By AMAIAL MULLICK
Fairness products have once again demonstrated that they will continue to exploit the internalized colonialism of the masses as long as consumption prevails. The re-branding of “Fair and Lovely” has sparked a particularly multi-faceted debate regarding the cultural connotations of the whitening industry. Unilever and their subsidiary Hindustan Unilever Limited made a tactical decision in response to the current socio-political atmosphere to rename the brand “Glow and Lovely.” The companies have been under scrutiny for a significant period of time, but the action was propelled by waves of activism in light of the Black Lives Matter movement. The BLM movement created ripples, facilitating a conducive environment for introspection of current societal structures. As a Pakistani woman who has seen discrimination faced by the black diaspora in the country and by women of darker skin, it is imperative to demand structural change.
We are witnessing an uprising against remnants of colonialism and racial oppression, to which ‘Fair and Lovely’ has been rightfully subject. Unilever and HUL are amongst a number of corporations responding to racial injustice and the anti-blackness their products have promoted. Johnson & Johnson recalled whitening products predominantly distributed in Asian and African markets, alongside L’Oreal has vowed to strip commodities of buzzwords marketing fairness. The onus has fallen on the consumer to discern performative action from genuine effort. We are tasked with Fair and Lovely’s redesign, which is a failed attempt to silence criticism of the harmful effects perpetuated by their Eurocentric branding.
The whitening industry – which Fair and Lovely has monopolized in the Global South, profits off an industrialized insecurity. Post-colonial South Asia finds itself laden with colorism, where skin tone has been utilized for social stratification. Historically, value of existence has been inversely correlated with color. Communities find themselves confronting ingrained biases and caste legacies which permeate contemporary systems. Whether it is inherent discrimination in matrimonial traditions, marketing strategies geared to portray fairness as an archetype for beauty, or unsolicited judgment. Dehumanization of dark skin is prevalent in visual representation reinforced heavily by the cosmetic space. Growing up as a woman of color, I developed a strange relationship with my appearance, a notion to which many can relate. You find yourself unraveling the internalization of western ideals. South Asians are now recognizing their own prejudice, an integral component to decolonization.
We are beginning to see a growing movement amongst POC communities fueled by inclusive representation and self-acceptance. Constantly being fed Eurocentrism has left a generational imprint that will take decades to unlearn. Industries built on aestheticism are being challenged for inclusivity. The connotation behind this is to challenge cultures and mindsets through the lens of race. Anti-blackness manifests itself through fairness products, bleaching, and active campaigns waged at women to strive for a porcelain complexion. In Pakistan, these practices are normalised from a young age. Children find themselves at parlours removing unwanted hair and scrubbing away at layers of skin. Women of color have been long bombarded by narratives in the beauty industry that depict their existence as unaesthetic. The pressure to conform to westernized standards has a long-rooted presence in the subcontinent.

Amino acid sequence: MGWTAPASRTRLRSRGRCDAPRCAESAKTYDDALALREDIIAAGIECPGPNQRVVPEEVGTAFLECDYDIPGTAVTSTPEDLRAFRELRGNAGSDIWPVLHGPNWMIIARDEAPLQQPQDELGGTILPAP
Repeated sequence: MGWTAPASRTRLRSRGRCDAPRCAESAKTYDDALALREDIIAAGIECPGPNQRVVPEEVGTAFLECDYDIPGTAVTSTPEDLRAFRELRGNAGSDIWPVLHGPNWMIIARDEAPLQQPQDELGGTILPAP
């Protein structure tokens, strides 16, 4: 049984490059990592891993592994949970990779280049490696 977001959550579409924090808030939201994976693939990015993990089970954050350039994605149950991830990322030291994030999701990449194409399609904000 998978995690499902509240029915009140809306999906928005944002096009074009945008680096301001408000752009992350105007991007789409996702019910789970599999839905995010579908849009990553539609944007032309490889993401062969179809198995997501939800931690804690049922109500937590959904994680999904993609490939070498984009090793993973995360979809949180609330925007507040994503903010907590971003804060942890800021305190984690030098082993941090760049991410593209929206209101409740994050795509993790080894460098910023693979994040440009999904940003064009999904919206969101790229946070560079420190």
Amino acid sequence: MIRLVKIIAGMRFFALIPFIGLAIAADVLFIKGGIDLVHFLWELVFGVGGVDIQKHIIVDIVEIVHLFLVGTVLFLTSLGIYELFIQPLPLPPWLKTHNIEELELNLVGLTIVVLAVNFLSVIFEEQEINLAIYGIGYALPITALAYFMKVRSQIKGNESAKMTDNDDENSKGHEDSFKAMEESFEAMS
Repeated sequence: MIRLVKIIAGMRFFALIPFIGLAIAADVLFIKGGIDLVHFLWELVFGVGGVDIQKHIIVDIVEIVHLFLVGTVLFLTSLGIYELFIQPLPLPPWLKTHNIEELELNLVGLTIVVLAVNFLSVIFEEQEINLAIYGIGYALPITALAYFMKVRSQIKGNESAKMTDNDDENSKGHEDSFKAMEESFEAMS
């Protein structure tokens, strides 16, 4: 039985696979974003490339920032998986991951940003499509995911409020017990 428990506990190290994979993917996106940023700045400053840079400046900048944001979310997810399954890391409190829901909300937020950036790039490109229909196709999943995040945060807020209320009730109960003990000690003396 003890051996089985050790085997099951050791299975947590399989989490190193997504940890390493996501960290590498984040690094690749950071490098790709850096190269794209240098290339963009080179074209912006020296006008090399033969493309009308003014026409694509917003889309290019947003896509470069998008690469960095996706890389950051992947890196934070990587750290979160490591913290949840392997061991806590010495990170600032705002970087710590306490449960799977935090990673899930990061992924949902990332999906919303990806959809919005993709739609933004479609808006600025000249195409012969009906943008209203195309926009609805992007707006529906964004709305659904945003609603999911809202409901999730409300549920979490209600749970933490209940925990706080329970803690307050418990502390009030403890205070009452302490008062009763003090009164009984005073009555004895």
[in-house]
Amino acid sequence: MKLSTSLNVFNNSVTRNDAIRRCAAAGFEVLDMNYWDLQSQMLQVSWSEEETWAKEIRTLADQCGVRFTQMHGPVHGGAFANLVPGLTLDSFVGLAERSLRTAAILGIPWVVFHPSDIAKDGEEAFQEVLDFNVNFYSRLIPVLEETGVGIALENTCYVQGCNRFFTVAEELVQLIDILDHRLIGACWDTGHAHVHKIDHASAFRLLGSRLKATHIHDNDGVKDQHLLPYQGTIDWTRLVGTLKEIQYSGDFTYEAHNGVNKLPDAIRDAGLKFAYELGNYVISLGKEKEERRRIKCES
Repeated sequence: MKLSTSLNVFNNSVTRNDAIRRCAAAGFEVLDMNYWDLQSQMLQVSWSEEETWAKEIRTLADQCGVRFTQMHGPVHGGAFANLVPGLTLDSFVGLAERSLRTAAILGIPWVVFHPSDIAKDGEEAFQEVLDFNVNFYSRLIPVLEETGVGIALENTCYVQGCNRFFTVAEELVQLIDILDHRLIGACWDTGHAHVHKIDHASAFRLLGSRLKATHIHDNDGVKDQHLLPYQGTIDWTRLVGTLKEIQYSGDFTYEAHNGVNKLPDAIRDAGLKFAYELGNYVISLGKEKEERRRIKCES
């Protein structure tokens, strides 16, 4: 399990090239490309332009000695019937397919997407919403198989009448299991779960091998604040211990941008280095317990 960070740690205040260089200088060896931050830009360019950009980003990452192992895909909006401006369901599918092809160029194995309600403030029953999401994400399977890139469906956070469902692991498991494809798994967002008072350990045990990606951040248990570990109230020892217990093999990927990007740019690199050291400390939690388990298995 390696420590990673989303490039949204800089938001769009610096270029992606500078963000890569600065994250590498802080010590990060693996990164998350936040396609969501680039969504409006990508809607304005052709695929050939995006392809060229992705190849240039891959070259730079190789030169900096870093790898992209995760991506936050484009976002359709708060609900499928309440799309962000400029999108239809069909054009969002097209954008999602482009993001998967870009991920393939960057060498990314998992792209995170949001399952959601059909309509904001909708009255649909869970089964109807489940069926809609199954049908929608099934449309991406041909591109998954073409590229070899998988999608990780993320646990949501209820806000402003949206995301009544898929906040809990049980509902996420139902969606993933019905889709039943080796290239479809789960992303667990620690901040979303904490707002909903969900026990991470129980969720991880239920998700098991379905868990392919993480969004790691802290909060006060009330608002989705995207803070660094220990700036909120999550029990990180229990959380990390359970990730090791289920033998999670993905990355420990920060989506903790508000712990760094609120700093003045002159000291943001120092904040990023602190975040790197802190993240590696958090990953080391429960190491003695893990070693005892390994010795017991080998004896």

As communities call for authentic reconstruction of norms, rebranding is a tragic response, leaving their sentiments to fall on deaf ears. While the name has been morphed, the consumer will continue to utilize the product for the same end, continuously believing their worth is intrinsically tied to their skin. Engaging in this dialogue while recognizing the damage caused by the whitening industry, is a privilege. The targeted demographic continues to be women of lower-socioeconomic classes, who have internalized the false narrative whitening creams present. Deconstructing colorism and the reverence of fairness that has been taught to us requires a resilient effort. We must actively introspect our own prejudice and demand further representation. Glow and Lovely will remain a tool, if not met with empowerment and education. Changing names merely repackages a colonial artifact aimed at oppression. The rebranding fails to address how their portrayal of dark skin in a negative light, enforces a cultural bias and fortifies stigma. Glow and Lovely must be recalled, and the distribution of whitening products should be banned as a step towards dismantling current paradigms.
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